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Very Simple Diffusion and Osmosis Experiment

The concept of cellular transport (diffusion, osmosis, hypotonic, hypertonic, active transport, passive transport) is fundamental to a biology class.  There are so many great ideas for labs that teach and explore these concepts.  Just this week, our biology students completed an activity that is so very simple, but it really illustrates the concept of semipermeable membranes.

Students are given 2 pieces of dialysis tubing.  One is filled with a starch solution and the other is filled with a glucose solution.  Each is placed into a cup containing tap water.  The cup that contains the starch tube also has iodine added to the water in the cup.

After setting up the experiment, students are asked to wait 20 minutes before recording their results.  The students immediately recognize that the dialysis tube containing starch is beginning to turn purple.  The iodine molecules in the cup of water are diffusing across the dialysis tube membrane and are causing the starch molecules to turn dark blue or black.  In addition to this observation, students are given a glucose test strip and asked to test for the presence of glucose in water of the second cup.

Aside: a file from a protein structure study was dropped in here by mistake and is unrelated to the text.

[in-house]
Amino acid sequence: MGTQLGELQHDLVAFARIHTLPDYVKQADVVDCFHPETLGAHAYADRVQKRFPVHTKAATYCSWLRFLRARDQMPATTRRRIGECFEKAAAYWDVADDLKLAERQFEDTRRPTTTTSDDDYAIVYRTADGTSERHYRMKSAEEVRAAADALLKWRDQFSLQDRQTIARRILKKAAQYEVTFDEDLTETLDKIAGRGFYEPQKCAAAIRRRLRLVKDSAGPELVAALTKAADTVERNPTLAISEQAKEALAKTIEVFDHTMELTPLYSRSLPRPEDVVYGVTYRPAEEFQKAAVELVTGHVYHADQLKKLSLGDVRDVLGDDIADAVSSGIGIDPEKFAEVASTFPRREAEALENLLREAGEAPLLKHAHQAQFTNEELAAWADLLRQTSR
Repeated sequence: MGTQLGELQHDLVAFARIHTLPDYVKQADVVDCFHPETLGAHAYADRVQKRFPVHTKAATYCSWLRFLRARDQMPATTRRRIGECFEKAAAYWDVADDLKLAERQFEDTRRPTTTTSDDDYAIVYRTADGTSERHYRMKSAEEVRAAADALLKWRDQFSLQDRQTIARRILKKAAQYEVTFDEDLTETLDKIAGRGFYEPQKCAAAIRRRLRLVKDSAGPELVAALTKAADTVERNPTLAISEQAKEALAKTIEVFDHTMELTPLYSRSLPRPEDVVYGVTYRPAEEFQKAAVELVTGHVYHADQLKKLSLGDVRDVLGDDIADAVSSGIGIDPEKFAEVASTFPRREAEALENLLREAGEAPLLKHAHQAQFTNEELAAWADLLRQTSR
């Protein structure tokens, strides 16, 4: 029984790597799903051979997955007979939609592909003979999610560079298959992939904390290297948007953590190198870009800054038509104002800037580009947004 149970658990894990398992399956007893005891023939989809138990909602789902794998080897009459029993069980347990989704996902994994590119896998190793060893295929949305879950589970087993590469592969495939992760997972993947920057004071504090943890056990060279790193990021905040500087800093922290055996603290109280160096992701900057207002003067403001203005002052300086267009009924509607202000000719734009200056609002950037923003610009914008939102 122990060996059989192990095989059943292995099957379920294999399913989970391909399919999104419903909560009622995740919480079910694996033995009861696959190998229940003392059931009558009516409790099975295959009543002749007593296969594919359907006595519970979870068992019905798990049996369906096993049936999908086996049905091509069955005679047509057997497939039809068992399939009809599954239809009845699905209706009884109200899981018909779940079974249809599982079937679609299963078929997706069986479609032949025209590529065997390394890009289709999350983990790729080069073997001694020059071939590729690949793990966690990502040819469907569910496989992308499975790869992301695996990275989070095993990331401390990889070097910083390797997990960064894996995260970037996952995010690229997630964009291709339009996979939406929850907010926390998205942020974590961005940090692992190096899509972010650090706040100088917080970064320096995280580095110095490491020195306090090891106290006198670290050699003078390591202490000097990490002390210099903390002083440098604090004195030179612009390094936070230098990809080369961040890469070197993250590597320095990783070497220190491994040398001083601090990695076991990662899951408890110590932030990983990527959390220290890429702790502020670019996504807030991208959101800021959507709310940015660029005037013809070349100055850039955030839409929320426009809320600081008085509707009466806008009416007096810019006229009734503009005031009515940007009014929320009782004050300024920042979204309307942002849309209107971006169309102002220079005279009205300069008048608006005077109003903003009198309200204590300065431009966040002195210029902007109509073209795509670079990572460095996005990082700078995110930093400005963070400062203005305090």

Students allow their experiment to sit overnight.  Observations are made and results are recorded again after 24 hours.  All students quickly determine that:  (1) Starch did not leave the bag.   (2) Iodine moved into the bag.   (3) Glucose moves out of the bag slowly.  (This is evidenced by the fact that the initial test for glucose after 20 minutes is negative, but the test is positive after 24 hours.)  (4) Much water moves into the bag.

From these observations, students are asked to make predictions about the size of the molecules, and must place the molecules in order of their size from smallest to largest.

The lab that I use with my students can be found here:  Diffusion Through a Non-Living Membrane.

FREEBIE:  You might also want to try this lab:  The Effect of Concentration on the Rate of Diffusion. This is a free download....Enjoy!


  1. Good blog. Very easy to understand the point of each piece of text.

  2. How do you make your starch solution and glucose solution?

    1. Since no quantitative data is being collected, there is no need to make solutions of a specific concentration. I put some corn starch in a beaker of water and boil it until it clears up a bit. I put several teaspoons of Karo syrup in a beaker of water and stir until throughly mixed.

  3. where can i find these dialysis tubing??

  4. We order them with our lab supplies. You can also use a plastic sandwich bag.